The 2012 DPAO/Toyota/Car-Freshner Summer Concert Series didnt fare as well as organizers had hoped. With a $59,383 total profit, the Disabled Persons Action Organization has had to scale back plans for the second phase of its outdoor sensory-play area.
The $100,000 playground behind the William J. McClusky Center, 633 Davidson St., was completed this summer. Additional equipment and other elements will be added in the second phase, but not to the original specifications DPAO wished.
Itll be equipment based on what we have for a budget now, said Timothy Dermady, DPAO corporate development director.
The 2012 concerts brought in $75,721 less than the 2011 series, Mr. Dermady said, but much of that reduction was a result of the loss from the Journey concert Aug. 14. While revenue totaled $370,653, expenses totaled $417,337, for a total loss of $46,684. The Journey show was the only concert this year that didnt turn a profit.
Ticket sales werent what we expected; wed hoped to sell another 1,000, Mr. Dermady said. It was during the week, and we prefer concerts on a Friday or Saturday. It was a phenomenal act, but we (incurred) more cost than we thought.
A spectacular light show came at the cost of DPAO having to get a larger stage than had been rented for previous concerts held outside the Alex T. Duffy Fairgrounds arena. Mr. Dermady said that with recent concert-stage collapses throughout the country, DPAO could not risk using a smaller stage for Journey and opening act Loverboy.
Classic rock still is one of the four genres DPAO will work with for its summer concert series, Mr. Dermady said; the others are comedy, childrens shows and country acts.
The biggest moneymaker again was country music. The July 6 Blake Shelton performance with opener Justin Moore had a $57,739 profit, with $366,887 in expenses and $424,626 in revenue.
Country usually is the number one draw, and still is, Mr. Dermady said. Our agent said Luke Bryan is touring next year.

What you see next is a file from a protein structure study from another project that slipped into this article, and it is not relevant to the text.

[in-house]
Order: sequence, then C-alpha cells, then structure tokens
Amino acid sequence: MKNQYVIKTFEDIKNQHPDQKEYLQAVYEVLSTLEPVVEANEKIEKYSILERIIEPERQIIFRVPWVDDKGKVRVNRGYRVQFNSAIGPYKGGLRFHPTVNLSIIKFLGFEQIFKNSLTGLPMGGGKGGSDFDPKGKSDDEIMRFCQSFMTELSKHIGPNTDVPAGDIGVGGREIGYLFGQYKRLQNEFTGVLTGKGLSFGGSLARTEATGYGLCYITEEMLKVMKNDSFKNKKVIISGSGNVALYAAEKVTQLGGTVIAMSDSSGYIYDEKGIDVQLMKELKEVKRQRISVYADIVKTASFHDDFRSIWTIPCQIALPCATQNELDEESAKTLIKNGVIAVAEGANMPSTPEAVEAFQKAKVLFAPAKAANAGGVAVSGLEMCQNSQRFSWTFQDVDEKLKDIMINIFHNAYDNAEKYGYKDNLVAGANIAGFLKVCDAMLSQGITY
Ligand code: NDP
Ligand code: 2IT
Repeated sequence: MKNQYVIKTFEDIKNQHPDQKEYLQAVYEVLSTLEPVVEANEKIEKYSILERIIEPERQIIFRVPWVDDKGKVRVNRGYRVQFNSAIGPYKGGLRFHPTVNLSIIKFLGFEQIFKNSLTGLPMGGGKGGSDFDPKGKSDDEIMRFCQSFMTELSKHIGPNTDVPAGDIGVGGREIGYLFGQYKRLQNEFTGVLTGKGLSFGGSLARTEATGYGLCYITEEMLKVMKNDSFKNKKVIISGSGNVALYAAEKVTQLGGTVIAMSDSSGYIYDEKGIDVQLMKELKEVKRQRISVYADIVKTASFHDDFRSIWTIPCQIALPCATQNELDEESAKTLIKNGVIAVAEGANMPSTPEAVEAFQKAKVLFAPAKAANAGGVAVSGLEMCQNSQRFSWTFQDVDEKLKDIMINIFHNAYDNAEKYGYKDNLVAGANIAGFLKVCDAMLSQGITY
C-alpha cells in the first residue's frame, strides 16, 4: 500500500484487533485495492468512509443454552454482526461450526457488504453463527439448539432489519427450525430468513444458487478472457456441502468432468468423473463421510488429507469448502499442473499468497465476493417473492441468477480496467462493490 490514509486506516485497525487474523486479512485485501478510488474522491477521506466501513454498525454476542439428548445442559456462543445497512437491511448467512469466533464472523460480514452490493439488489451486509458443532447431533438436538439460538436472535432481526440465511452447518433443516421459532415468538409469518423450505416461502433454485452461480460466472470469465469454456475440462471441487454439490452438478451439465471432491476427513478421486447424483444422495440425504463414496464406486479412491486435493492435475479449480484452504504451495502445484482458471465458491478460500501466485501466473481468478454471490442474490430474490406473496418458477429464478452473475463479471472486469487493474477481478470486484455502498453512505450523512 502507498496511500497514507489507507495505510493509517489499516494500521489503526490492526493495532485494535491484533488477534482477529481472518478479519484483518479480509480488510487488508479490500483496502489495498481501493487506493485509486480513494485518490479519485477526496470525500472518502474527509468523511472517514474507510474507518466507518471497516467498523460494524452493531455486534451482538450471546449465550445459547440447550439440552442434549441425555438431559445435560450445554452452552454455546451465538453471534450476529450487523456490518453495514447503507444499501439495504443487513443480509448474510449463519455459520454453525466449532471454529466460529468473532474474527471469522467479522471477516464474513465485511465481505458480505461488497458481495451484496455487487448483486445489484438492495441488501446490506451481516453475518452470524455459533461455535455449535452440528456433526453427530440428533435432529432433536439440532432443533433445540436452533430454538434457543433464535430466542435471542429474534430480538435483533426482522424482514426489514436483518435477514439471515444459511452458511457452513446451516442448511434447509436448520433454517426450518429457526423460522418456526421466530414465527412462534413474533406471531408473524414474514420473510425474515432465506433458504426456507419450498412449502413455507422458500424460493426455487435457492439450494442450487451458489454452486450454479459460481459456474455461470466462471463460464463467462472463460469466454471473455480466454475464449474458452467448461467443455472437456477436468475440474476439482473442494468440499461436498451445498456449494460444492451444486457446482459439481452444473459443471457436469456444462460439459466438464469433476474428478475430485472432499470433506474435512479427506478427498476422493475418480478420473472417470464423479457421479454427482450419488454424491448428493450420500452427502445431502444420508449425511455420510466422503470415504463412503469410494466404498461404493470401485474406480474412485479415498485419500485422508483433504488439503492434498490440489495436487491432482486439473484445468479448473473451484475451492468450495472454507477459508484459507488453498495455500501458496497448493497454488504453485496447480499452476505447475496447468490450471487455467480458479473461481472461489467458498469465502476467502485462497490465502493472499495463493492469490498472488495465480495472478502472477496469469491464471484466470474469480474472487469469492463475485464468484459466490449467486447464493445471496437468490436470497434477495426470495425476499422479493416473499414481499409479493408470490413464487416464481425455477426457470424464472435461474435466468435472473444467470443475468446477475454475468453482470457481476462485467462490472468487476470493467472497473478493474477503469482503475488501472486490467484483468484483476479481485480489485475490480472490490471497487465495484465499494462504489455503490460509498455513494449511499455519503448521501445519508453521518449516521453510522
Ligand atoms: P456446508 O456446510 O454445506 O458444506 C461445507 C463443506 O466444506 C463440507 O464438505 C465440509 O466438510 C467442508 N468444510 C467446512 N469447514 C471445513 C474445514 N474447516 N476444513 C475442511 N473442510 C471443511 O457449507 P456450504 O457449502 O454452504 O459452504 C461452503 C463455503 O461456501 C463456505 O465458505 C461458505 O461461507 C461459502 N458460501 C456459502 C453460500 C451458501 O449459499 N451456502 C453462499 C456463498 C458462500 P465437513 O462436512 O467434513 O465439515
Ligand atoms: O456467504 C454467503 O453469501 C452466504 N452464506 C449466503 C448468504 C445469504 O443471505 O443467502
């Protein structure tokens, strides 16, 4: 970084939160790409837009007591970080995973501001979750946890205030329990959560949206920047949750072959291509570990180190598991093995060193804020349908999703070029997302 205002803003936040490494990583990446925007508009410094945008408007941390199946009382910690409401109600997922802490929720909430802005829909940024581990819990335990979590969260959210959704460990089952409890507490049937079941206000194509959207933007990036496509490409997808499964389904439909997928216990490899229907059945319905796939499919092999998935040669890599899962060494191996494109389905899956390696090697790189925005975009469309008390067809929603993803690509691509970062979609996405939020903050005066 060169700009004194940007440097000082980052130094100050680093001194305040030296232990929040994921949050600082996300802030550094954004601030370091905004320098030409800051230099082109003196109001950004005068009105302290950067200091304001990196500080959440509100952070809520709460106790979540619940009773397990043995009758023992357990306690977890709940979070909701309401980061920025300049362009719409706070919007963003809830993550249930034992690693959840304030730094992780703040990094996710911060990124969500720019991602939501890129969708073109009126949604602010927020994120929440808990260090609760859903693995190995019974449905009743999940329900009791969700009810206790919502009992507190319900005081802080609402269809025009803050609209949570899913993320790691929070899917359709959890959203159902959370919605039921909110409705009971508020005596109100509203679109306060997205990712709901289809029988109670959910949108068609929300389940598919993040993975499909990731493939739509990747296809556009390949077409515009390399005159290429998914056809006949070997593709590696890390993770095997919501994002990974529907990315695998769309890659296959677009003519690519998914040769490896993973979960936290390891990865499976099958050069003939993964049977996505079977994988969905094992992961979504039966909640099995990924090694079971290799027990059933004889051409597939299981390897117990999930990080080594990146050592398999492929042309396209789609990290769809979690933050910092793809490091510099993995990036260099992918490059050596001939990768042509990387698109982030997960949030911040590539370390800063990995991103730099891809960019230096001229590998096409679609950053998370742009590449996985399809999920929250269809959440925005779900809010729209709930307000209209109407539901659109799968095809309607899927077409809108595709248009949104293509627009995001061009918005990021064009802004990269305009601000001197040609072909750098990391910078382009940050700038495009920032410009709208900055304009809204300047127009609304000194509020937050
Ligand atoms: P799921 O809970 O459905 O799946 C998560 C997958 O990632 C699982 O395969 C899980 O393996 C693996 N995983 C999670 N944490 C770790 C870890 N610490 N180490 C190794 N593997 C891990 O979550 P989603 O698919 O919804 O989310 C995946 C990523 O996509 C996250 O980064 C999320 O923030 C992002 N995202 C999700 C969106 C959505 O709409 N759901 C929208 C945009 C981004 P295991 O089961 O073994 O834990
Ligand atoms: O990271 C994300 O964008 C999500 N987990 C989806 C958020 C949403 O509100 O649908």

The young country crooner is one of many music artists the agency has considered bringing to Watertown.
Meanwhile, Mr. Dermady said he was relatively surprised at the success of the July 28 Bill Cosby performance, as it made a $38,309 profit, with $88,401 in expenses and a $126,710 revenue.
The childrens show, an Aug. 4 performance of the Doodlebops with special guest Caillou, raised $10,019, as expenses totaled $56,484 and revenue totaled $66,503. Mr. Dermady said the Doodlebops concert didnt do as well as the 2008 performance, because the groups popularity has declined.
DPAO fundraising coordinator Tracie J. Patchen said the difficulty in bringing relevant, big-name acts to the area is their hefty price tag some at more than $500,000 while trying to maintain a reasonable ticket price.
General-admission tickets sold more quickly than reserved seating, Mr. Dermady said, because the former are lower in cost for each performance.
Another challenge is new parking fees DPAO faces from the City Council. DPAO and other promoters have to pay the city $1,500 in parking fees for shows held inside the municipal arena and $3,000 for outdoor events at the city-owned fairgrounds. It will be up to the concert promoter to decide how much to charge ticket-buyers for parking. In the past, city employees collected a parking fee from each car.
Sure, itd affect us, but hopefully we can recoup that somehow, Mr. Dermady said.
He said DPAO is open to people calling the agency at 782-3577 to suggest concert acts for the 2013 season.